LINCOLN, NEB. – As the Senate meets next week to consider a second stimulus package, farmers and ranchers continue to deal with the fallout of the novel coronavirus pandemic. In a letter to Nebraska’s U.S. Senators, Nebraska Farm Bureau (NEFB) President Steve Nelson offered a list of priorities to consider as the Senate looks to finalize the next round of COVID-19 aid.
“While this list isn’t meant to be all-encompassing, these are what we believe must be included in the final bill in order to aid Nebraska farmers and ranchers who have suffered significant economic harm due to the pandemic,” Nelson said.
The next round of COVID-19 aid must include additional funds targeted at providing direct monetary relief to Nebraska’s farm and ranch families.
“Securing these funds for farmers and ranchers should be the number one priority as Congress finalizes this legislation. According to estimates compiled by NEFB, Nebraska’s agricultural economy could face nearly $3.7 billion in losses due to COVID-19 in 2020, if economic conditions do not improve. These losses have the potential to devastate the number one industry in our state and must be met with funds targeting both crop and livestock producers. More specifically, these losses will likely have a significant impact on younger farmers and ranchers who have fewer resources to fall back on during these difficult times,” he said.
NEFB also is urging Congress to reform the Small Business Administration’s (SBA) Paycheck Protection Program (PPP) and Economic Injury Disaster Loan (EIDL) Program. Both programs have been very helpful to many small businesses including farmers and ranchers. Yet, both programs need several important reforms.
In the letter, Nelson reiterated an ask from earlier this year to reform SBA’s, PPP and EIDL programs to better fit farm and ranch businesses. Those changes for PPP include:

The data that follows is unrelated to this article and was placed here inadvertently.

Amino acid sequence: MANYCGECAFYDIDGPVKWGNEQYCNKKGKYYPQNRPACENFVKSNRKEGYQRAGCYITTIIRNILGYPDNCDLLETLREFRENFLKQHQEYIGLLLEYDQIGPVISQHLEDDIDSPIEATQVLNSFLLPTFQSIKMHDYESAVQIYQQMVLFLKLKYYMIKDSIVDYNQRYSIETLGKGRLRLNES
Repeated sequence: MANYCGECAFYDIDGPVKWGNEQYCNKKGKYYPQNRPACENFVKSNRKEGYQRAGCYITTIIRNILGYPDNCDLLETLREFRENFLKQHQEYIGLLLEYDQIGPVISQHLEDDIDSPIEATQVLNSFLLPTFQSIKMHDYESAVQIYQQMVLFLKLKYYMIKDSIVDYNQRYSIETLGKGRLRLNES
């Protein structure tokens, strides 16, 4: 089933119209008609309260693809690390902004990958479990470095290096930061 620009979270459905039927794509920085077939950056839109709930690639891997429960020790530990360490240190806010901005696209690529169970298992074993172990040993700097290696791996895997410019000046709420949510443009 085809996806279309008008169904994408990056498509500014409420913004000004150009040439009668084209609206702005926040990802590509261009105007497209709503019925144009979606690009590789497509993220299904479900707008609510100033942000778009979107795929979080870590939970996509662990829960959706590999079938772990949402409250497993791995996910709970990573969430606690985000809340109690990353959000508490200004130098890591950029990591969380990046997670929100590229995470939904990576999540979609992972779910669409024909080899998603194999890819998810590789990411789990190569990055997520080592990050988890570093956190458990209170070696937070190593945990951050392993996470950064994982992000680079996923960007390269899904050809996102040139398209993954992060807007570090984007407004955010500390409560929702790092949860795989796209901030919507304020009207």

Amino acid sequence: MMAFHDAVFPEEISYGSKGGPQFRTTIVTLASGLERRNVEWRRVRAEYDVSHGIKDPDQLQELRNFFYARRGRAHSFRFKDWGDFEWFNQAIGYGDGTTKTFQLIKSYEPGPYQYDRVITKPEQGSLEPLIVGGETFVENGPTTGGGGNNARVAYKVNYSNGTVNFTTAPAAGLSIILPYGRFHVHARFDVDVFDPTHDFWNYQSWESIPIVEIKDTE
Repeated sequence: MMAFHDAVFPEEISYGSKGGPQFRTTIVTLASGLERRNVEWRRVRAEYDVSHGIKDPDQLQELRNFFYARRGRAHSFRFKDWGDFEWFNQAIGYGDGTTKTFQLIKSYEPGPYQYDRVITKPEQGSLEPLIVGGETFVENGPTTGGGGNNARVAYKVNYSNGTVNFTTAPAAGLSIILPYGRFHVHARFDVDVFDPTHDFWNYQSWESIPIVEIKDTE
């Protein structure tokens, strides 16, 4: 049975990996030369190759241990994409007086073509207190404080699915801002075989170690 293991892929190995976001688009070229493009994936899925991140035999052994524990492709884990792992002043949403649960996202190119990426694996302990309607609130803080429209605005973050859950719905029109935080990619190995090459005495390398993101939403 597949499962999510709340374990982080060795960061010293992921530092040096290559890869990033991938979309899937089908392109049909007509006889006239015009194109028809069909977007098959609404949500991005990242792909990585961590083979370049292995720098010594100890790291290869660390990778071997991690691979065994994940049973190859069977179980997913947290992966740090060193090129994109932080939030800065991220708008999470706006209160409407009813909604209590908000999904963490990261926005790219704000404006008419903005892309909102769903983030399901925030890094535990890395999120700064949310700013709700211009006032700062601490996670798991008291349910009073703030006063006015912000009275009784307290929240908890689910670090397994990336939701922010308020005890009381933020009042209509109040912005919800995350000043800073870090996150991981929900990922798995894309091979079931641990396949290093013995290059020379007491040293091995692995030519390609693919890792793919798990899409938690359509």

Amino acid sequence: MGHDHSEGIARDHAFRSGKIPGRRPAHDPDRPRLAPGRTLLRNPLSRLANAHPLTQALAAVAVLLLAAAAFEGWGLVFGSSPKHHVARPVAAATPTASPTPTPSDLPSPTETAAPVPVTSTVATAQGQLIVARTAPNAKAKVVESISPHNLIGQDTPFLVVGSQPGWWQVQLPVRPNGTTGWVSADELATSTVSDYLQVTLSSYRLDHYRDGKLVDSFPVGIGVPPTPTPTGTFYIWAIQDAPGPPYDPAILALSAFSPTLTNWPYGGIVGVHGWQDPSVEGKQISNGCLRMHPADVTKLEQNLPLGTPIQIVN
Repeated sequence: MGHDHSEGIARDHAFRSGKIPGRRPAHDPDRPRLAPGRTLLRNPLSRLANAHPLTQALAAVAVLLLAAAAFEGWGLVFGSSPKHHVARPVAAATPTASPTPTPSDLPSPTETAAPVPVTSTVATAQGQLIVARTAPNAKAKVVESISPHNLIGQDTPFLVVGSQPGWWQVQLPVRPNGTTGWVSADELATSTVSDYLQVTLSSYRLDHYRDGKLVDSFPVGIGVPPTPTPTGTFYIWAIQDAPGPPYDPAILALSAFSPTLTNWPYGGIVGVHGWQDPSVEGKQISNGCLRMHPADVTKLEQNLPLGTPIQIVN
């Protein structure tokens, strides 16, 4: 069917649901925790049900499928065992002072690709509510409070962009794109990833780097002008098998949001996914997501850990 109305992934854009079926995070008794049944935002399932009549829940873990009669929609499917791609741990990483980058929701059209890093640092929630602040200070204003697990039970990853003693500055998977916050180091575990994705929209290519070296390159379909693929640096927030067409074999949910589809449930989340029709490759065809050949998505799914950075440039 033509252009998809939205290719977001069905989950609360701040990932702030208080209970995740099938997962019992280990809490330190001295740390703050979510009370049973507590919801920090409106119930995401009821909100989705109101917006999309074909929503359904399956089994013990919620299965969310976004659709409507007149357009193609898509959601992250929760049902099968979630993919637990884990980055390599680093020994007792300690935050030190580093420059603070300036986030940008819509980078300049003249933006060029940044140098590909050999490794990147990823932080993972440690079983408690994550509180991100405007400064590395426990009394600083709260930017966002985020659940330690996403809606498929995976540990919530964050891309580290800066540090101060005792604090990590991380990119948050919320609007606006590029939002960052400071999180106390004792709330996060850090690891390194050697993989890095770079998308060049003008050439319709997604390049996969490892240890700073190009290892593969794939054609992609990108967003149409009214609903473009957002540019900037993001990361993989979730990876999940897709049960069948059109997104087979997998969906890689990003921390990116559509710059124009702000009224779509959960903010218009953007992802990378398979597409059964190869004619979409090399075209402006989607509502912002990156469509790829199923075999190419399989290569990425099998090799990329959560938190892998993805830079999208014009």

- allowing sole-proprietors to apply based on gross receipts to allow those with negative income figures to qualify for the program,
- ensuring that all expenses paid with PPP loan funds be eligible for a business income tax deduction,
- making all business-related rental payments eligible for loan forgiveness, and
- expanding the list of what counts toward loan availability to include typical farm/ranch expenses.
For EIDL, Congress “must ensure continued access for farmers and ranchers while at the same time, making sure the program does not negatively impact their ability to secure loans from local lenders,” Nelson said
Nebraska Farm Bureau also asked for assistance for very small, small, and medium sized meat packing facilities.
“While we appear to be moving in a positive direction in terms of packing plant operations, the closure of these facilities over the past several months have highlighted the need to expand overall packing capacity. Now is the time for Congress to provide direct assistance and regulatory relief to smaller meat packing facilities to help create more competition in this very consolidated industry. Existing stand-alone bills which should be included in the final package include, the Small Packer Overtime and Holiday Fee Relief for COVID-19 Act of 2020, the RAMP-UP Act, and the DIRECT Act,” Nelson said.
Expanding rural broadband capabilities within rural areas of Nebraska is also a high priority for NEFB. According to data compiled by Nebraska’s Rural Broadband Task Force, rural Nebraskans continue to have less access to broadband coverage than most of our neighboring states in both fixed and mobile services.
“To eliminate this gap, which limits our state’s economic and educational future, we support investment directed at broadband infrastructure expansion, implementation of the Broadband DATA Act, support for the Universal Broadband Act, and the Eliminating Barriers to Rural Internet Development Grant Eligibility (E-BRIDGE) Act. These measures will help provide more connectivity in rural areas of the state,” Nelson said.
The Nebraska Farm Bureau is a grassroots, state-wide organization dedicated to supporting farm and ranch families and working for the benefit of all Nebraskans through a wide variety of educational, service, and advocacy efforts. More than 58,000 families across Nebraska are Farm Bureau members, working together to achieve rural and urban prosperity as agriculture is a key fuel to Nebraska’s economy. For more information about Nebraska Farm Bureau and agriculture, visit www.nefb.org.